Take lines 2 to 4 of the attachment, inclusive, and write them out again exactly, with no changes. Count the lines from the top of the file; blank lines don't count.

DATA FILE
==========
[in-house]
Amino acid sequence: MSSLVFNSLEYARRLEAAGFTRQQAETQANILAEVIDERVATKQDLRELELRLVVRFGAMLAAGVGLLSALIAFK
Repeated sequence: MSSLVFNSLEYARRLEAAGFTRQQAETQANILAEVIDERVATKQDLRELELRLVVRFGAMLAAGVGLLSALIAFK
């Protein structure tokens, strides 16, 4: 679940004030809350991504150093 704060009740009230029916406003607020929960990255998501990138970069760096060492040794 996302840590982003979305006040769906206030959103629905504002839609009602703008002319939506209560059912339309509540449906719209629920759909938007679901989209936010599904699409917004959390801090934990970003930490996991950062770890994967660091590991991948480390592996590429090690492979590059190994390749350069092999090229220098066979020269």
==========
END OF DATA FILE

Amino acid sequence: MSSLVFNSLEYARRLEAAGFTRQQAETQANILAEVIDERVATKQDLRELELRLVVRFGAMLAAGVGLLSALIAFK
Repeated sequence: MSSLVFNSLEYARRLEAAGFTRQQAETQANILAEVIDERVATKQDLRELELRLVVRFGAMLAAGVGLLSALIAFK
């Protein structure tokens, strides 16, 4: 679940004030809350991504150093 704060009740009230029916406003607020929960990255998501990138970069760096060492040794 996302840590982003979305006040769906206030959103629905504002839609009602703008002319939506209560059912339309509540449906719209629920759909938007679901989209936010599904699409917004959390801090934990970003930490996991950062770890994967660091590991991948480390592996590429090690492979590059190994390749350069092999090229220098066979020269």